How much cash can you get in a cash-out refinance?

Many lenders allow you to tap up to 80 percent of your home’s current value in a cash-out refinance. Conventional and FHA cash-out refinances are limited to 80 percent of your home’s value, but with a VA cash-out refinance, you can get up to 100 percent. USDA loans don’t allow for cash-out refinancing.

Let’s say your home is valued at $400,000 and you have $100,000 left to pay on your mortgage. If you wanted to get $30,000 for a renovation, you’d cash out $30,000 and add that to your $100,000 balance, for a new loan totaling $130,000. You’ll receive the cash shortly after closing.

Should you do a cash-out refinance?

You can use money from a cash-out refinance however you want to, but some of the most common uses include:

  • Doing home improvement and renovation projects
  • Consolidating high-interest debt
  • Paying for education
  • Getting a down payment on an investment property

While there are valid reasons for a cash-out refinance, you should consider the pros and cons as well. They include:

Pros of cash-out refinance

  • Access to cash: You can turn your equity into a liquid asset you can use to cover home repairs or pay for college tuition, or anything else you need it for.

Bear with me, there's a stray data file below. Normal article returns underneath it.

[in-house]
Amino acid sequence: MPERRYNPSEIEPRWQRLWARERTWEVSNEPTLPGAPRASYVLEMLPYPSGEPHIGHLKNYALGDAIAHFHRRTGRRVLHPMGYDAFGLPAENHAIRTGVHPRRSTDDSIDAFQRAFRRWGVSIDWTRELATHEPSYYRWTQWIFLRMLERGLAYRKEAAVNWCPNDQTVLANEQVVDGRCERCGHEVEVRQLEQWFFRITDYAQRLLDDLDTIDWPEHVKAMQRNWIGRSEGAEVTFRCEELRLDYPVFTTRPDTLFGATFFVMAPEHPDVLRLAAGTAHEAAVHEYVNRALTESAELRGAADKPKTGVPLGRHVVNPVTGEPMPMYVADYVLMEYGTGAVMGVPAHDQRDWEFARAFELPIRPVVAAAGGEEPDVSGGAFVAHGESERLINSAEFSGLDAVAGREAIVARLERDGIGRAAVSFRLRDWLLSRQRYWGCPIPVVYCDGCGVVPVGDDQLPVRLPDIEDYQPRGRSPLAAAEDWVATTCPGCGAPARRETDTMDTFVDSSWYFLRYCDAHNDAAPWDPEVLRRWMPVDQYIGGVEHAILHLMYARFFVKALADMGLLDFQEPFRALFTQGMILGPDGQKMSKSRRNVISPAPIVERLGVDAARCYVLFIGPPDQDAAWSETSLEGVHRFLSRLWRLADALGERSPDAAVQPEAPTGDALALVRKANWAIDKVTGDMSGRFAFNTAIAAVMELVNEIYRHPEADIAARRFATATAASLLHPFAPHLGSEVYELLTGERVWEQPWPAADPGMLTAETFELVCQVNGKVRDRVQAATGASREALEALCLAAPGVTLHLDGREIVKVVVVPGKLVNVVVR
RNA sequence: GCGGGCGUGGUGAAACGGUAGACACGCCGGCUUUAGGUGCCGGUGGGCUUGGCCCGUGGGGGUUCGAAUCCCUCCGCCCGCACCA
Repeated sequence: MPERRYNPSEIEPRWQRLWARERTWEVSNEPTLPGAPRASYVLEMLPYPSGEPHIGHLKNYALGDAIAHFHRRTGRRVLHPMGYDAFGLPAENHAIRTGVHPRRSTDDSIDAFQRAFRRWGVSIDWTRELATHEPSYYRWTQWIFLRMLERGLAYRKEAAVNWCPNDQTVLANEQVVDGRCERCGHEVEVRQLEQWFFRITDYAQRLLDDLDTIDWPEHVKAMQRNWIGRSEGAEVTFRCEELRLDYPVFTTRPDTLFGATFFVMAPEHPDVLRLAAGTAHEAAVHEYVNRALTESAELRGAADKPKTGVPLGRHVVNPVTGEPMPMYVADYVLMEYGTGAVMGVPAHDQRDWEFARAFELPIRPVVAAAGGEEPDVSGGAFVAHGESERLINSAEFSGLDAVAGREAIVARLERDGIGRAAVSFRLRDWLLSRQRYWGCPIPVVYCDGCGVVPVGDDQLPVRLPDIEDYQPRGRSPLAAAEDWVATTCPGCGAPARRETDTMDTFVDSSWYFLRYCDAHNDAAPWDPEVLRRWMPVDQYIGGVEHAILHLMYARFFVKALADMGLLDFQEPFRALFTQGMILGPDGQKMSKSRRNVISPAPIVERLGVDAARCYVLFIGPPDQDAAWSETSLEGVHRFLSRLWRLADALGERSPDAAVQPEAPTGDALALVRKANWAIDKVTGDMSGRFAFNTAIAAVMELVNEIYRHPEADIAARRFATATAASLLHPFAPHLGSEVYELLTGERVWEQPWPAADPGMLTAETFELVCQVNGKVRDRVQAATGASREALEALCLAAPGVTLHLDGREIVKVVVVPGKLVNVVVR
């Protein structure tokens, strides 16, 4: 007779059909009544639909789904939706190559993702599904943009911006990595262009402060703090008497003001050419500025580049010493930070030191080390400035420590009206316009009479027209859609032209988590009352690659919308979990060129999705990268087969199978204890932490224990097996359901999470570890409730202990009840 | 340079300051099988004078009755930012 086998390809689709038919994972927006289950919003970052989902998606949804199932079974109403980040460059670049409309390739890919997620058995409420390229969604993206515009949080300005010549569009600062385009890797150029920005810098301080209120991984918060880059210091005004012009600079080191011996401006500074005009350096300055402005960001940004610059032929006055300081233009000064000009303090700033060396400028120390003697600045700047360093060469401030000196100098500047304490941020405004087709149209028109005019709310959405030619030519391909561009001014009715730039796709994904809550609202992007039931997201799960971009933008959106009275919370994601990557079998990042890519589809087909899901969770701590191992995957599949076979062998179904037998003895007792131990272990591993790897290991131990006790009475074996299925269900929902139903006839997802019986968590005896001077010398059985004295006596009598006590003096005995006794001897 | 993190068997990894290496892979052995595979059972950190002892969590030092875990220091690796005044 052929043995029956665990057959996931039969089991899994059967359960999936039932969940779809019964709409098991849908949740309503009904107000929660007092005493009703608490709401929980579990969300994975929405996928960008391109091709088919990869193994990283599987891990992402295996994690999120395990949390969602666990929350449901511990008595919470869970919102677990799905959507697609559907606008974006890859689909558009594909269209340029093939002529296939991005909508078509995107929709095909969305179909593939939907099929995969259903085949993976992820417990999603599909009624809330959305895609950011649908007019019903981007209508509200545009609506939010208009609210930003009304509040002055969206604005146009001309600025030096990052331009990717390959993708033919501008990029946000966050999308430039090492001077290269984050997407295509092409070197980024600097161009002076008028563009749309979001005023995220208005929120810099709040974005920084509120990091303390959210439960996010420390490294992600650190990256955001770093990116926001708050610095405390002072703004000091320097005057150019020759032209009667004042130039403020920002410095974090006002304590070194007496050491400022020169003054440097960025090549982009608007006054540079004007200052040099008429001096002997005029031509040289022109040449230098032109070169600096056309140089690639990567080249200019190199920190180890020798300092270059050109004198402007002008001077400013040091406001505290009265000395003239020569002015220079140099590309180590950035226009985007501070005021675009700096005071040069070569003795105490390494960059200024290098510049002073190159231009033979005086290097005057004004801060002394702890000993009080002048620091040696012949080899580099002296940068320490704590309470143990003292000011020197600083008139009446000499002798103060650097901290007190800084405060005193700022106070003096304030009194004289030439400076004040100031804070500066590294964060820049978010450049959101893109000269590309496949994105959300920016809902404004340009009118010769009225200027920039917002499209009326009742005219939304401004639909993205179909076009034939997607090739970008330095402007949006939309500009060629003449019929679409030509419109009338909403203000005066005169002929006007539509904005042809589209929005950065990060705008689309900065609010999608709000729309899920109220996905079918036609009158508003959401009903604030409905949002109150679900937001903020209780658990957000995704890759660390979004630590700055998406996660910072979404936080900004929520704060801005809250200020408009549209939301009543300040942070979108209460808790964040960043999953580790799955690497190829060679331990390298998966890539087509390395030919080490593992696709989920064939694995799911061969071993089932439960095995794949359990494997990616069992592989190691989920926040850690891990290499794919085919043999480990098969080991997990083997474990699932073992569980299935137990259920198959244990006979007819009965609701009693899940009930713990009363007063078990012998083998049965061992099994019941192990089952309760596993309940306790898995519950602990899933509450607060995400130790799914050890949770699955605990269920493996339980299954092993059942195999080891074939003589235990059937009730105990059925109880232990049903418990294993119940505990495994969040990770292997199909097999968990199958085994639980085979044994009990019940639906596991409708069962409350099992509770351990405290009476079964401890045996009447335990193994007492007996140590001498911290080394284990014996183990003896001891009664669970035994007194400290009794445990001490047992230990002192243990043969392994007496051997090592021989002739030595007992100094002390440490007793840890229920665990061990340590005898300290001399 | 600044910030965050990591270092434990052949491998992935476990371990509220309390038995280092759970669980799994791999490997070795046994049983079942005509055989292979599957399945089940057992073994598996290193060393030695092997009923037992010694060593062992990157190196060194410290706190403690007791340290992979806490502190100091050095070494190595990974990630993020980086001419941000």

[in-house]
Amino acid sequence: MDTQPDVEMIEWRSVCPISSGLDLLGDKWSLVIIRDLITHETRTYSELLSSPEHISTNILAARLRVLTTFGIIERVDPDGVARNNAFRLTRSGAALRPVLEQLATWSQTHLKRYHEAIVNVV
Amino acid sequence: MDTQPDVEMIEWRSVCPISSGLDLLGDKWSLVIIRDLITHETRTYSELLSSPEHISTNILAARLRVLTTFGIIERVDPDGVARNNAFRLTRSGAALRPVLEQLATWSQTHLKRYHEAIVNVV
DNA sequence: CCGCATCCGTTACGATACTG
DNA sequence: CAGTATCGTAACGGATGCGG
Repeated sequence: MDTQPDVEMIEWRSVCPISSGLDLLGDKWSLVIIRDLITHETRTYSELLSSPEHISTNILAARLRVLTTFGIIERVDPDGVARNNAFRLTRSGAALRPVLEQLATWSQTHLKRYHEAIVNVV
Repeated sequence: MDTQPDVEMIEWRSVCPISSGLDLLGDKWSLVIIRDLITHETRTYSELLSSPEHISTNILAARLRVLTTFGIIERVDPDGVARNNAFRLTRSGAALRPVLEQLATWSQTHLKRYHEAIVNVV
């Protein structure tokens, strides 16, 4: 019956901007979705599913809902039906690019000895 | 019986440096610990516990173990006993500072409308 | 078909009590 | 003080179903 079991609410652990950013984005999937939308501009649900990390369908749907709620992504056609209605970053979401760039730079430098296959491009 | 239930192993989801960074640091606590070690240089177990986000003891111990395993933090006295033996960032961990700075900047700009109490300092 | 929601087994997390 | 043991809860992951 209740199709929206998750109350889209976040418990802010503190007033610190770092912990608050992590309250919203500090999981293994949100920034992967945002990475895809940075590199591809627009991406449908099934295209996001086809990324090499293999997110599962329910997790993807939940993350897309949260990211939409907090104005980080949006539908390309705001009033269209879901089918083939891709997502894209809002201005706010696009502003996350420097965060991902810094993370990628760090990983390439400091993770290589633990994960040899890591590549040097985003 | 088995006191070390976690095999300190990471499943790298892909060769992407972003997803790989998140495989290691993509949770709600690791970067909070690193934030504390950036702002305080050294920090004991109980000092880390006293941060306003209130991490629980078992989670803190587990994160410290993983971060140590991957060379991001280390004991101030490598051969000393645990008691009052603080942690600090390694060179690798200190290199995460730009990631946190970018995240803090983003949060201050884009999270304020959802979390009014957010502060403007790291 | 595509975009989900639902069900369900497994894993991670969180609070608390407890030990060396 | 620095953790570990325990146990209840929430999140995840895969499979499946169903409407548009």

• Increase your home value: If you use a cash-out refinance to renovate your home with a kitchen remodel or an addition, for instance, you could grow the value of your home.
  • Lower interest rates: Mortgages come with lower interest rates when compared to credit cards, personal loans and other forms of debt. You can use a cash-out refinance to pay off this higher-interest debt, which could save you money on interest and better your credit score by lowering your credit utilization.

Cons of cash-out refinance

  • Owing more money: A cash-out refinance replaces your old mortgage with a new, larger mortgage. This means you’ll owe more, and could have a higher monthly payment.